Ecology

GlarusAlps
An alpine mire in the Swiss Alps

The colder climate on mountains affects the plants and animals residing on mountains. A particular set of plants and animals tend to be adapted to a relatively narrow range of climate. Thus, ecosystems tend to lie along elevation bands of roughly constant climate. This is called altitudinal zonation.[24] In regions with dry climates, the tendency of mountains to have higher precipitation as well as lower temperatures also provides for varying conditions, which enhances zonation.[25][26]

Some plants and animals found in altitudinal zones tend to become isolated since the conditions above and below a particular zone will be inhospitable and thus constrain their movements or dispersal. These isolated ecological systems are known as sky islands.[27]

Altitudinal zones tend to follow a typical pattern. At the highest elevations, trees cannot grow, and whatever life may be present will be of the alpine type, resembling tundra.[26] Just below the tree line, one may find subalpine forests of needleleaf trees, which can withstand cold, dry conditions.[28] Below that, montane forests grow. In the temperate portions of the earth, those forests tend to be needleleaf trees, while in the tropics, they can be broadleaf trees growing in a rain forest.

Mountains and humans

Capitulo-CIX
The silver-rich Cerro Rico in Potosí, Bolivia, was in colonial times an immerse source of wealth for the Spanish administration.

The highest known permanently tolerable altitude is at 5,950 metres (19,520 ft).[29] At very high altitudes, the decreasing atmospheric pressure means that less oxygen is available for breathing, and there is less protection against solar radiation (UV).[25] Above 8,000 metres (26,000 ft) elevation, there is not enough oxygen to support human life. This is known as the "death zone".[30] The summits of Mount Everest and K2 are in the death zone.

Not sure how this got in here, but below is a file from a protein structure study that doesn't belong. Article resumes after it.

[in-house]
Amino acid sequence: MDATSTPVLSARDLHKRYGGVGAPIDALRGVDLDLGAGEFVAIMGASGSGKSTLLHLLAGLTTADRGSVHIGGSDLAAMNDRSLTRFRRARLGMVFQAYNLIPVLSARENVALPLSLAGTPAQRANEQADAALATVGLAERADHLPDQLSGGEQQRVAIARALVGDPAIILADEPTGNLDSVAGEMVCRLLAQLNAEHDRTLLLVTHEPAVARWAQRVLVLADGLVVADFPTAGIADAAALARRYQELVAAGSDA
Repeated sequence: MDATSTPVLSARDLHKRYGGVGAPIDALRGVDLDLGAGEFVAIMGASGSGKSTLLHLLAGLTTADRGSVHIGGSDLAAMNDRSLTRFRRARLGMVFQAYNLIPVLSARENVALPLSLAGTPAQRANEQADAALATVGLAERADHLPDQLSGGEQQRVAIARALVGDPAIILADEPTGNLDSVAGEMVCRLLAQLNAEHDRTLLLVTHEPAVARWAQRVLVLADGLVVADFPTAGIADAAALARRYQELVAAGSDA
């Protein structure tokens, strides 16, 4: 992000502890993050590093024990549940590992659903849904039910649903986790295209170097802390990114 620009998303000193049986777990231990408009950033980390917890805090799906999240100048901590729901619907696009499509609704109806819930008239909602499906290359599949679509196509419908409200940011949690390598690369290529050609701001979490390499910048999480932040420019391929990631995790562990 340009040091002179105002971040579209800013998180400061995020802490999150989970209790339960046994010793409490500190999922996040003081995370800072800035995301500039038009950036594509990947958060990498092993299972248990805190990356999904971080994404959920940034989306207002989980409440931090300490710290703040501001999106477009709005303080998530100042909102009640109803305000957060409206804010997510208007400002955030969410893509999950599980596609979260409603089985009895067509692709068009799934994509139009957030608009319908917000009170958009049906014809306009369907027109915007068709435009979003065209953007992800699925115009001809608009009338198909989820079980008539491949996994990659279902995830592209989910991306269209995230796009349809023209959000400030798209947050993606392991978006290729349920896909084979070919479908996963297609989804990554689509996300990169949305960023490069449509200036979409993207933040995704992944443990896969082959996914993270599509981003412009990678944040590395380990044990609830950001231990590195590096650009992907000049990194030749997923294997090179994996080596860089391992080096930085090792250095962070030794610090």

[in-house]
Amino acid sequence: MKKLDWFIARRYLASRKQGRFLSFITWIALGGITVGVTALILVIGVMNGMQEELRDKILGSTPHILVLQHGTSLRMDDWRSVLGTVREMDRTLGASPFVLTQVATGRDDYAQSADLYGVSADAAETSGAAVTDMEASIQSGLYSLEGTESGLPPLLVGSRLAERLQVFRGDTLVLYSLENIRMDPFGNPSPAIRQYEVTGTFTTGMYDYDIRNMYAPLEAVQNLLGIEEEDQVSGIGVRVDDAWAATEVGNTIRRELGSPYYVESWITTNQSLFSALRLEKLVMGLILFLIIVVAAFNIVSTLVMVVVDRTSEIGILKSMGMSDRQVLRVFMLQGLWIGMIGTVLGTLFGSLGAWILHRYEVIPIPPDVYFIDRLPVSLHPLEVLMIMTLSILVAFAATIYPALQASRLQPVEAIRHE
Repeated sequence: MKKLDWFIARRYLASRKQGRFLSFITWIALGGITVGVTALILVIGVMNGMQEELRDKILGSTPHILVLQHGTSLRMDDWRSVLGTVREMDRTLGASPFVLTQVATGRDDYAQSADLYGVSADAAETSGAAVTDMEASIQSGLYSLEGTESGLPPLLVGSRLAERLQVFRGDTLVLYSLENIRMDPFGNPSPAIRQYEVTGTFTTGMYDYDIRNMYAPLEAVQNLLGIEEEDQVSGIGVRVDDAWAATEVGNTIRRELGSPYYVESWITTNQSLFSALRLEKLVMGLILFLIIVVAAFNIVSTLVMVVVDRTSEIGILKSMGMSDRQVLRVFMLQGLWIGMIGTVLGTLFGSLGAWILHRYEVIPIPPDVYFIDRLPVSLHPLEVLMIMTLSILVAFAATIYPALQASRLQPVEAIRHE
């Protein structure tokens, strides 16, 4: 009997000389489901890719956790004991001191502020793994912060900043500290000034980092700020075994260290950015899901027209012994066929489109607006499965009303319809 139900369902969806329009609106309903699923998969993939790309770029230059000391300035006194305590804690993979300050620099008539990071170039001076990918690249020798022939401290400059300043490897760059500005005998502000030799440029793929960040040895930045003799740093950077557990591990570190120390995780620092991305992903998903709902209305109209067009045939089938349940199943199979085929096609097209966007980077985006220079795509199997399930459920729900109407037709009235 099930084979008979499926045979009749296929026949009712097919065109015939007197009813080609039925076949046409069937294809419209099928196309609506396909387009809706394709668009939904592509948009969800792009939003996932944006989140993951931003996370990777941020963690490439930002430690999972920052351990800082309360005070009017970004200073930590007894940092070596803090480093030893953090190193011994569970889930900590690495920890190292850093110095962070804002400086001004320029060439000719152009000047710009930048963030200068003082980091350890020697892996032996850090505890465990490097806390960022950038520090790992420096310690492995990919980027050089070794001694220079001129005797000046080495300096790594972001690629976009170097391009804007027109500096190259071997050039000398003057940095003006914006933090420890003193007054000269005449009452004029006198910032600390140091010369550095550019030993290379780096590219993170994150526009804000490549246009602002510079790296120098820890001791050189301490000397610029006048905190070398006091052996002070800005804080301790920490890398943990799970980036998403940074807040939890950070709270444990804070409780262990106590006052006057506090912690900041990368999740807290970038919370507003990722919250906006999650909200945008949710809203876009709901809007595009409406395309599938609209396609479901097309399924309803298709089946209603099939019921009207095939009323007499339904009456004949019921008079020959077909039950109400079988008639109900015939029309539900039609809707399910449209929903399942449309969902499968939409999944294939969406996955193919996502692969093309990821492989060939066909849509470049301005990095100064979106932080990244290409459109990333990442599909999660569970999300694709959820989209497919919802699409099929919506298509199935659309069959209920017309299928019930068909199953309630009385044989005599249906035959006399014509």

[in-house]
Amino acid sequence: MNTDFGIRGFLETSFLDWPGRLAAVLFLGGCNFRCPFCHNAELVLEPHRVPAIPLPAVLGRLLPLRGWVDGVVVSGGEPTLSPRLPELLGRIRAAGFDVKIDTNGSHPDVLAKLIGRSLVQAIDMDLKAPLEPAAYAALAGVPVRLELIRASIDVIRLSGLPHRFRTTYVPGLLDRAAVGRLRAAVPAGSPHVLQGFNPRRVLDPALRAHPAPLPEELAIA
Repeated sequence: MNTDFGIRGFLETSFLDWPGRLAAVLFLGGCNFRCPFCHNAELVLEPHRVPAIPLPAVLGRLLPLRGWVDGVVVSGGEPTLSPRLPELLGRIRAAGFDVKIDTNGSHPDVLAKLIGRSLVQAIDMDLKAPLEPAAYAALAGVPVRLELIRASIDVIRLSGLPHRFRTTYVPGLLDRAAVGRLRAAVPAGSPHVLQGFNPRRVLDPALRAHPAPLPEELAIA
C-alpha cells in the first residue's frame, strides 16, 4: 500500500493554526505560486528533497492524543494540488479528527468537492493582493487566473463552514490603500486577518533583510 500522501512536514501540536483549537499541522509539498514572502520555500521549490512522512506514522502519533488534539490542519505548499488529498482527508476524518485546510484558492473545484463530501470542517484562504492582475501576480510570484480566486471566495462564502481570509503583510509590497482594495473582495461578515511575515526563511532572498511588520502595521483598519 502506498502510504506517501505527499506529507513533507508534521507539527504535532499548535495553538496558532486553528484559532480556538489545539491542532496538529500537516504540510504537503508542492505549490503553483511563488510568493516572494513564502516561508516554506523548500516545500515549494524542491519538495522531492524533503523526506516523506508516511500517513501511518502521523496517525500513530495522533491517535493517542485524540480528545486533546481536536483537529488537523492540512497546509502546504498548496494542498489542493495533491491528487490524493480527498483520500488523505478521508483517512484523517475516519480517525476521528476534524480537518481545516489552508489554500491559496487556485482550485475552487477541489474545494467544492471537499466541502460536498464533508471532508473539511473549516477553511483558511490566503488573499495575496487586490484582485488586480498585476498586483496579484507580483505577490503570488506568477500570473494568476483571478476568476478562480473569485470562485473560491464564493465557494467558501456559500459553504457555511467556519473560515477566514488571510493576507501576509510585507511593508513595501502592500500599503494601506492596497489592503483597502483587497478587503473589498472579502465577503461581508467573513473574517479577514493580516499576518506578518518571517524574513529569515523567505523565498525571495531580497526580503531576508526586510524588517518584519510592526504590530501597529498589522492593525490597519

Mountain societies and economies

Mountains are generally less preferable for human habitation than lowlands, because of harsh weather and little level ground suitable for agriculture. While 7% of the land area of Earth is above 2,500 metres (8,200 ft),[9] only 140 million people live above that altitude[31] and only 20-30 million people above 3,000 metres (9,800 ft) elevation.[32] About half of mountain dwellers live in the Andes, Central Asia, and Africa.[10]

With limited access to infrastructure, only a handful of human communities exist above 4,000 metres (13,000 ft) of elevation. Many are small and have heavily specialized economies, often relying on industries such as agriculture, mining, and tourism. An example of such a specialized town is La Rinconada, Peru, a gold-mining town and the highest elevation human habitation at 5,100 metres (16,700 ft).[33] A counterexample is El Alto, Bolivia, at 4,150 metres (13,620 ft), which has a highly diverse service and manufacturing economy and a population of nearly 1 million.[34]

Traditional mountain societies rely on agriculture, with higher risk of crop failure than at lower elevations. Minerals often occur in mountains, with mining being an important component of the economics of some montane societies. More recently, tourism supports mountain communities, with some intensive development around attractions such as national parks or ski resorts.[35] About 80% of mountain people live below the poverty line.[10]